To do this, we must embrace the dynamic role of plain language over technical writing in scientific communications. As scientists, we are responsible for how science is discussed and accepted. Unfortunately, it’s not normal for scientists or specialists in a field to spearhead the dissemination of scientific material. In most situations, this material is overturned to ill-equipped media outlets who are forced to convert technical information to layman’s terms for their audience. And we know how well this goes.
Time and time again, scientific messaging breaks down in a form of ‘media telephone’ – often exchanging research for flashy headlines. Consequently, the scientific community is continually confronting the rise of misinformation. As non-scientific minds continue to poorly relay scientific communication, we’ve bred a general public with a natural distrust toward scientific innovation.
But by improving the way we communicate science that encourages the integrity of research, we can begin to heal the country – and the world – of the ‘exclusivity paradigm’ we have inadvertently established.
Never before has the budding field of science communications become more paramount. Developed to help scientists gain the necessary skills to communicate science to various audiences, it’s now becoming a growing field of its own.
It's allowing a shift in perspective about how science is being communicated. The growing field of science communications is bringing to light a new group of shakers and movers in STEM. With a focus on increasing comprehension and accessibility, we’re expanding the use of plain language in scientific writing.
From the University of Madison, Wisconsin to Vanderbilt – the rise of experimental programs focusing on bridging the gap between the STEM fields and the general public has begun. Although young, these programs are not amateur in design and are helping to establish the credibility of the field.
But like any movement – it requires action.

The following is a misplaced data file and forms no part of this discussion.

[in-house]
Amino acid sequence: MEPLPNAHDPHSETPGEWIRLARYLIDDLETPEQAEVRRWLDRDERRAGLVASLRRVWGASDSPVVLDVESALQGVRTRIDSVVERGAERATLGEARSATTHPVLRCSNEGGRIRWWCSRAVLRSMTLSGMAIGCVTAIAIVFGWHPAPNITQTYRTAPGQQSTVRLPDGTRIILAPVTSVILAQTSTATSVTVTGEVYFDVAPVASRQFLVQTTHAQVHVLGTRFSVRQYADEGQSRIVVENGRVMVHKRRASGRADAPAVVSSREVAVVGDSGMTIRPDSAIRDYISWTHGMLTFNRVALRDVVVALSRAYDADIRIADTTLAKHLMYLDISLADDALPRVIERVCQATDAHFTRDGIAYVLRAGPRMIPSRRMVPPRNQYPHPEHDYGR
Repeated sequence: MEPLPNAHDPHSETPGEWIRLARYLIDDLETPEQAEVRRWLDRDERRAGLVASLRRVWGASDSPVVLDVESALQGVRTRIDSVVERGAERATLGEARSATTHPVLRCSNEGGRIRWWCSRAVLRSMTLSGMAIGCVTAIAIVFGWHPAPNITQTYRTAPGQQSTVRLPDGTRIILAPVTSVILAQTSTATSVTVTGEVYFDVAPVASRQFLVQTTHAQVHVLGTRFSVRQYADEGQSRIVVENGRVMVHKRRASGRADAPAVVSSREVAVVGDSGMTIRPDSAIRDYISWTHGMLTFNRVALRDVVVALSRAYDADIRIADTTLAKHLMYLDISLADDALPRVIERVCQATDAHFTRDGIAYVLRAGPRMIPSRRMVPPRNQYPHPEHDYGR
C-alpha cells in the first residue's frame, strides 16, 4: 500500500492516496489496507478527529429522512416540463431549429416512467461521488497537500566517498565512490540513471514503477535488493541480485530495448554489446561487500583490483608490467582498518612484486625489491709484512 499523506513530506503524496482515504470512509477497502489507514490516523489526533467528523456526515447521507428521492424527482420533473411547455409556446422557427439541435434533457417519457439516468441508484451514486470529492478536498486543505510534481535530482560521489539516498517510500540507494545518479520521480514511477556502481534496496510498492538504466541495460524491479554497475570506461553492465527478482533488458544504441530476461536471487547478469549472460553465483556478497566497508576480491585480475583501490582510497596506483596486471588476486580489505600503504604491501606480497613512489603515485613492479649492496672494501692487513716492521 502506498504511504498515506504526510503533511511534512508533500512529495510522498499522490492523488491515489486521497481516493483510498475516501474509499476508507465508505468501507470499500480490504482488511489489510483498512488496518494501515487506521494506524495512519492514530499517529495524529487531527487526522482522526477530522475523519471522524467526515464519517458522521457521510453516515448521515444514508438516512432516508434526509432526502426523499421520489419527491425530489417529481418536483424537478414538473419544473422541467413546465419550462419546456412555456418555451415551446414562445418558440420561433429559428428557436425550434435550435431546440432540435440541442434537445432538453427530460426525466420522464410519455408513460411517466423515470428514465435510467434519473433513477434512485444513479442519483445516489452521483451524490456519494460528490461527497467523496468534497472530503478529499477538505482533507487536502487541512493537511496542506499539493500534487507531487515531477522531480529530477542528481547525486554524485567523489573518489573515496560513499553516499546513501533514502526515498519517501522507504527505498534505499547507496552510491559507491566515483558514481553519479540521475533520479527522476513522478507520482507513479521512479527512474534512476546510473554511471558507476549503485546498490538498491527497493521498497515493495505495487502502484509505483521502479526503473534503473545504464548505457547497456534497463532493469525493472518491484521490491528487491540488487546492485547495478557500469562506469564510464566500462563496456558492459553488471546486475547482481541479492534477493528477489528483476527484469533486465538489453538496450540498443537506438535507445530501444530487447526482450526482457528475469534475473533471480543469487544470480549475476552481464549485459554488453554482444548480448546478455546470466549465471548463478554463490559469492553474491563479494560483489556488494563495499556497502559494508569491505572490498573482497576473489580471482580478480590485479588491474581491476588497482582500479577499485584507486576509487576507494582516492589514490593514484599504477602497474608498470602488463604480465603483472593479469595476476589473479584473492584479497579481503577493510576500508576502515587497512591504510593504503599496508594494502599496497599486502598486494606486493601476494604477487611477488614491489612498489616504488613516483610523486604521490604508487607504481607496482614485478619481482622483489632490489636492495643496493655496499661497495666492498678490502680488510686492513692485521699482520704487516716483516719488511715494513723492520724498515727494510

Transforming science into a more inclusive field requires a multifaceted methodology. By enhancing our reach to a variety of young minds, inviting more open discourse of experimental science, and increasing the accessibility of simpler, digestible scientific content we can begin to bridge the gap.
Furthermore, it's necessary to have corporate self-awareness that not all are well-equipped with the necessary skills for scientific communication. Thus, I call upon biotechnology, medical device, pharmaceutical, and technology companies to assess the way they translate their research to their audience. Examine your teams and determine if your R&D or Translational Science teams are properly supported in their transfer of scientific information to your marketing or sales teams.
As we continue to increase efforts on awareness, respect, trust, and ultimately enthusiasm of science, we must also perpetuate growth in the field of science communications:
Universities - continue to expand the resources available to STEM students, opting for academic classes focusing on science communications.
Corporations – it’s not enough to offer innovative STEM services and products. You must tap into your audiences and assess how well you’re contributing to customer trust, transparency, and engagement.
The goal of science communications is not just to help specialists tap into the underestimated potential of improved scientific discourse.